Five radiology departments at public hospitals have lurched into high-risk territory in the last few months.
Another four are as bad or worse, leaving the country with almost half its hospitals' medical scanning resources with serious shortcomings - mostly too few expert doctors.
- Read more: IANZ radiology departments risk table, Aug 2023 (21.4K)
At the same time, senior doctors have said they intend to work less and less in the public system, and more and more in private clinics.
"Due to constant lack of support, work overload and burnout and lack of flexibility in working hours, I will seek private work," one was quoted telling a new survey by the Association of Salaried Medical Specialists, which represents senior doctors who just voted to strike next month.
- Survey of the future intentions of senior doctors and dentists, ASMS, 2022 (808KB)
Wellington Hospital's radiology department escaped a high risk rating. But new figures show it and Hutt Hospital together had such long waiting lists for ultrasound, MRI and CT scans (11,000 people) that doctors expressed "shock".
In a statement provided on Monday night Te Whatu Ora did not address the high risk ratings directly.
The ratings from International Accreditation of New Zealand (IANZ) constitute the only external independent quality control system of radiology; losing its approval is a barrier to getting ACC funds for scans. Hospitals are always given a chance to fix workforce levels, equipment and service quality, and only suspended as a last resort.
The accreditation was "an important gauge of the quality of a radiology department but is not essential", Te Whatu Ora said.
"The majority of Te Whatu Ora sites have IANZ accreditation."
Te Whatu Ora had previously defended suspended hospitals auditing themselves.
Some of its statement was given over to how an extra five students per year would enter training from now till 2025. However, the training itself takes many years.
The agency asked RNZ to send it a copy of the latest risk IANZ ratings. When RNZ reported the previous risk ratings last October, Wellington Hospital had expressed surprise it was rated high risk, OIA emails showed.
Why the high risk?
The latest August register showed six departments at "high risk", plus Hawke's Bay suspended, and that previously suspended Southland and Palmerston North hospitals had now had to withdraw from IANZ entirely. Te Whatu Ora did not say why.
Five districts at high risk are new on the list - they were not there last October:
- Taranaki - It had the most major non-conformances, at seven. It had only half the nine radiologists needed, the facility was not up to scratch and it had long ultrasound waits.
- Counties Manukau - Had 35 of the 50 radiologists needed, and its crucial reporting technology was labelled "high risk".
- Nelson - Had 3.6 of the 6.5 radiologists needed.
- Waitematā - An "additional 10 [fulltime] radiologist(s) recommended but not actioned. High risk".
- Dunedin - 40 percent too few radiologists. "Potential accommodation problem with new hospital build delayed. Monitoring carefully. Ongoing resourcing depletion."
One department that was deemed high risk last October had remained that way:
- Hutt - Its reporting technology (called RIS, and used by doctors to share and diagnose scan results, to determine treatment) was high risk. The system had been plagued with plodding, freezing and crashing for years, and as recently as last week, when it was newly integrated with Wellington's system to try to salvage it, sources said.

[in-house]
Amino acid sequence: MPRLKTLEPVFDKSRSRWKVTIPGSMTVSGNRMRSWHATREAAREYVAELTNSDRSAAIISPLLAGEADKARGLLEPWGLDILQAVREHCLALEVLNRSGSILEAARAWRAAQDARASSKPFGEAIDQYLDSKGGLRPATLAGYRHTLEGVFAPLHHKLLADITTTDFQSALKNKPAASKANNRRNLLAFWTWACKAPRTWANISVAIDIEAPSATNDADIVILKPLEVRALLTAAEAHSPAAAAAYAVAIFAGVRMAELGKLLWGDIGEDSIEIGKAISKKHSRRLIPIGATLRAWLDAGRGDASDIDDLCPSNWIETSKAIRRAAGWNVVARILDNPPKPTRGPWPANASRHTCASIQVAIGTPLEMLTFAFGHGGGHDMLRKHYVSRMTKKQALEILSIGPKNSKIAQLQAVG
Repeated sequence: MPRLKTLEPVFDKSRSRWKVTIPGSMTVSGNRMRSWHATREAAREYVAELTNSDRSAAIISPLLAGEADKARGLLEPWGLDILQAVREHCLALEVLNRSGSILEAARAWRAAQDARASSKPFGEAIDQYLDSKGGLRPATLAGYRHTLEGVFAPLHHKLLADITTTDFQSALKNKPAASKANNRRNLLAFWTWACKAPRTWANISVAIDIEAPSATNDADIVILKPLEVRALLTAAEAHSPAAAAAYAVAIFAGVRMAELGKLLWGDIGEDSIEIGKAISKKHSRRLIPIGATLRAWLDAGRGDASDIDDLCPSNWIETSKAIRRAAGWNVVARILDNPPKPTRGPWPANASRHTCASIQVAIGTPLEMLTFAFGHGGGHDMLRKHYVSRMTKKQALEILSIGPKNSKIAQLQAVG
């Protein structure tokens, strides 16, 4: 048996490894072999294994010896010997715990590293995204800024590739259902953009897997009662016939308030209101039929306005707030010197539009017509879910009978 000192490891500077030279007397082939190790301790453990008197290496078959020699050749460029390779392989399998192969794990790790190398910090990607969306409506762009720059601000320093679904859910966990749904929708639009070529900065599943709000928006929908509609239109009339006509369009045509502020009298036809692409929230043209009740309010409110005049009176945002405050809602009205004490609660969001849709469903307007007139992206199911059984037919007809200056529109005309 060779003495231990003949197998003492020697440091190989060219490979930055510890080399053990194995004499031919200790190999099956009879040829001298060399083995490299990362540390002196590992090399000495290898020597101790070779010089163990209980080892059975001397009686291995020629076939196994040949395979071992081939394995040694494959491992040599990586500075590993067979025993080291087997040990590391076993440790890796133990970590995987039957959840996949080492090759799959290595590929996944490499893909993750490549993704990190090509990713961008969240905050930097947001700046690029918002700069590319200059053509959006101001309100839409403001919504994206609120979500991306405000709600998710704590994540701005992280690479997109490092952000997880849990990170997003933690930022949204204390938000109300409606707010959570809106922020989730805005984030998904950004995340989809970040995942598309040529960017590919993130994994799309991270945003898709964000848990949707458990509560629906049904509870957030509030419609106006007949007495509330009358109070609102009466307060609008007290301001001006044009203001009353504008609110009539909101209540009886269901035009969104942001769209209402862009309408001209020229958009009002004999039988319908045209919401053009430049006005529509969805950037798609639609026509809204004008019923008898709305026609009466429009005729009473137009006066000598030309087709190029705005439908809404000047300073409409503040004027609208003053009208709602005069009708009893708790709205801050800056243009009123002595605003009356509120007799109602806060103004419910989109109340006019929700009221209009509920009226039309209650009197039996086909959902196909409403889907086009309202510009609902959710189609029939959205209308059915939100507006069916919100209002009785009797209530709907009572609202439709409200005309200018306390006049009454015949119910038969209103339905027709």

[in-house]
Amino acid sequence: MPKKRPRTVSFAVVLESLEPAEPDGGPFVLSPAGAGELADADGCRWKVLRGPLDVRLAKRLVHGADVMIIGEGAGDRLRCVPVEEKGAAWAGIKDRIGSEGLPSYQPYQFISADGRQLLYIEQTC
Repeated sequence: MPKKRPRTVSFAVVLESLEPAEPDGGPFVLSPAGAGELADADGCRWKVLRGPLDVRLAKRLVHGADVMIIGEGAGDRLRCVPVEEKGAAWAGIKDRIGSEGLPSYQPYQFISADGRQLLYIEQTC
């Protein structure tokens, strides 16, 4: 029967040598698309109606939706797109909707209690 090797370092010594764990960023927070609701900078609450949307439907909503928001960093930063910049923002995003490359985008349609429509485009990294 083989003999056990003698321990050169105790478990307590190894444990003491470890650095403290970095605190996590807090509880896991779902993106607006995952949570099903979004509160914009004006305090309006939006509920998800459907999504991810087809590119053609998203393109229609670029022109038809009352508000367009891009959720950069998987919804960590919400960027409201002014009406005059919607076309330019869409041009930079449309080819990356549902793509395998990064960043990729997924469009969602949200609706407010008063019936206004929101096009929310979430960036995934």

The future looked grim too, according to the new senior doctor survey.
Many doctors split their work between public and private to varying degrees, and just over 40 percent said they intended to reduce their hours in the public system and increase their private hours.
Another 40 percent just wanted to cut their public hours for a better life. Out of 18 specialities surveyed, in eight, more than half the senior doctors said they were likely or "extremely likely" to cut their hours of work for public health providers.
Psychiatrists for example, were experiencing "high levels of burnout, low job satisfaction and poor resourcing for the sector", the survey said. Twenty percent leaving the public sector intended to go fulltime private.
More than 40 percent of radiology scanning was already being done in private clinics (though 30 to 40 percent of those cases were paid for by ACC).
The doctor shortage had been described in one radiology department as "really difficult at the moment", with a daily grind that feels "bad", according to sources.
Tairāwhiti was not rated high risk, nevertheless, IANZ said "resourcing is a significant issue in this region, not accurately reflected in the report".
The problems are not new but have been obscured. Te Whatu Ora tried to keep secret from the public - until recently - years of serious radiology problems at the Hawke's Bay's hospital in Hastings, where tech problems hampered staff and a review found patients were harmed. When exposed last week, the agency said it was fixing the issues.
Hawke's Bay was finally suspended by IANZ last month. However it was still doing scans, as were Invercargill and Palmerston North hospitals, that lost their accreditation months or years ago. Te Whatu Ora previously asserted this was completely safe.
Private radiology clinics were very keen to stay on-side with IANZ because their funding from ACC could depend on it.
Last night Te Whatu Ora said it was on track to establish a national clinical network for radiology by the end of the year, to develop national standards and models of care, find ways to address varying quality, and help services become fairer and more efficient.
As for waiting lists, for CT, MRI and ultrasound respectively, Wellington had 2521, 2715 and 2264 people waiting; Hutt Hospital had 999, 1406 and 1225. A combined waiting list of 11,100 people at the two hospitals.